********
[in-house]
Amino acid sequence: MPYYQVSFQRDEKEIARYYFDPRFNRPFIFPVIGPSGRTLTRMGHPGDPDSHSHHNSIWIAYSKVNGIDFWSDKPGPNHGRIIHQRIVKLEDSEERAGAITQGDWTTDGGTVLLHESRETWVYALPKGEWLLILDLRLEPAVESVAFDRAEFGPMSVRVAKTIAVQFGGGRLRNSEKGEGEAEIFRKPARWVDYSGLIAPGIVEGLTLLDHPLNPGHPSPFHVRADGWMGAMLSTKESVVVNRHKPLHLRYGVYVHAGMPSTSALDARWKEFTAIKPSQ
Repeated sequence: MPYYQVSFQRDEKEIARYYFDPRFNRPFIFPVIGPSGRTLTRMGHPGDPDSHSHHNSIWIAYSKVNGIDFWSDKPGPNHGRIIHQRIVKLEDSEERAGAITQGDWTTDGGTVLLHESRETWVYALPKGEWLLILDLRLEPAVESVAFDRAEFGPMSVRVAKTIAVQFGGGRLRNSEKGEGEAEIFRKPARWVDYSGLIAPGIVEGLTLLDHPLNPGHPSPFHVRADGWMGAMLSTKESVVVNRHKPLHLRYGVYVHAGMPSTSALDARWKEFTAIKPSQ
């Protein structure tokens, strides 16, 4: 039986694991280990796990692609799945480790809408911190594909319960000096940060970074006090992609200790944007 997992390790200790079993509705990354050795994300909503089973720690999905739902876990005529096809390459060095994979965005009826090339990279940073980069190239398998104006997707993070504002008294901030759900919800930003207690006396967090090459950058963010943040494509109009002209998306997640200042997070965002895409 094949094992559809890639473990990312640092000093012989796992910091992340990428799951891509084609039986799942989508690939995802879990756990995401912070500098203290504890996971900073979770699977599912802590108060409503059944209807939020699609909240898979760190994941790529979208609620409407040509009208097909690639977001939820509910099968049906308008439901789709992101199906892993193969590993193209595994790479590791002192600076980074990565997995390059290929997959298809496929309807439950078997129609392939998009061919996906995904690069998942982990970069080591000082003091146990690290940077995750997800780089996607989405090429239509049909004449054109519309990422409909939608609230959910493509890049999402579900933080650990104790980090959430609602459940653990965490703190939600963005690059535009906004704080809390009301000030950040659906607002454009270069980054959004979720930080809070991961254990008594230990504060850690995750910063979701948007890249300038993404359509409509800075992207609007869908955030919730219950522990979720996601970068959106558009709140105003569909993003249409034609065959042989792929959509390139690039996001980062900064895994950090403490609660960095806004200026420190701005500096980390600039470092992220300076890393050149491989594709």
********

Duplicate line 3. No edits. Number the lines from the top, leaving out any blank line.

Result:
Repeated sequence: MPYYQVSFQRDEKEIARYYFDPRFNRPFIFPVIGPSGRTLTRMGHPGDPDSHSHHNSIWIAYSKVNGIDFWSDKPGPNHGRIIHQRIVKLEDSEERAGAITQGDWTTDGGTVLLHESRETWVYALPKGEWLLILDLRLEPAVESVAFDRAEFGPMSVRVAKTIAVQFGGGRLRNSEKGEGEAEIFRKPARWVDYSGLIAPGIVEGLTLLDHPLNPGHPSPFHVRADGWMGAMLSTKESVVVNRHKPLHLRYGVYVHAGMPSTSALDARWKEFTAIKPSQ